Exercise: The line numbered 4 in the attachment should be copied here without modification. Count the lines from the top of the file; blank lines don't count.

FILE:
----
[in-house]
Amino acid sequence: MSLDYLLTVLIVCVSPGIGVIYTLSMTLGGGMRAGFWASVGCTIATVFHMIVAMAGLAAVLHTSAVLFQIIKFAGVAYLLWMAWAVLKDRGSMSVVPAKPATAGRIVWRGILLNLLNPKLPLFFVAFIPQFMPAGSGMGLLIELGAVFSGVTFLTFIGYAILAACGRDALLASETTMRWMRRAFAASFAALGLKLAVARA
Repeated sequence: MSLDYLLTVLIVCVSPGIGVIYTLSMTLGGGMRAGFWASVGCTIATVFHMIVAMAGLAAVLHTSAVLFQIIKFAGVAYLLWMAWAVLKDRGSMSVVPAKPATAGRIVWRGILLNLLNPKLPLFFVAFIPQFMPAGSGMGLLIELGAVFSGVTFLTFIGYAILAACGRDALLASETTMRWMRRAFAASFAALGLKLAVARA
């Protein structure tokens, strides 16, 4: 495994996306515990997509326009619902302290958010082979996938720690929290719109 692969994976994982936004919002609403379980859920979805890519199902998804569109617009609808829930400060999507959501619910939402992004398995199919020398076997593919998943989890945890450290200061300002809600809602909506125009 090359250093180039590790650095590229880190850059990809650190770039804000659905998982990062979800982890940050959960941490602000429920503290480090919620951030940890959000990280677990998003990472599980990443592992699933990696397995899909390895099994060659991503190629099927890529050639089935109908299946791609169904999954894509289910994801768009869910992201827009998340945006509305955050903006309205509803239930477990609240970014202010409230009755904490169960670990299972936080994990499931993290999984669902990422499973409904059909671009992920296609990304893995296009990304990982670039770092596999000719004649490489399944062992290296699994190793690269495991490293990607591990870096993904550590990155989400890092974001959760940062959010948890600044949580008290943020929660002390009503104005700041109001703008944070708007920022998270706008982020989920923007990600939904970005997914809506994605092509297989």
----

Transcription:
């Protein structure tokens, strides 16, 4: 495994996306515990997509326009619902302290958010082979996938720690929290719109 692969994976994982936004919002609403379980859920979805890519199902998804569109617009609808829930400060999507959501619910939402992004398995199919020398076997593919998943989890945890450290200061300002809600809602909506125009 090359250093180039590790650095590229880190850059990809650190770039804000659905998982990062979800982890940050959960941490602000429920503290480090919620951030940890959000990280677990998003990472599980990443592992699933990696397995899909390895099994060659991503190629099927890529050639089935109908299946791609169904999954894509289910994801768009869910992201827009998340945006509305955050903006309205509803239930477990609240970014202010409230009755904490169960670990299972936080994990499931993290999984669902990422499973409904059909671009992920296609990304893995296009990304990982670039770092596999000719004649490489399944062992290296699994190793690269495991490293990607591990870096993904550590990155989400890092974001959760940062959010948890600044949580008290943020929660002390009503104005700041109001703008944070708007920022998270706008982020989920923007990600939904970005997914809506994605092509297989």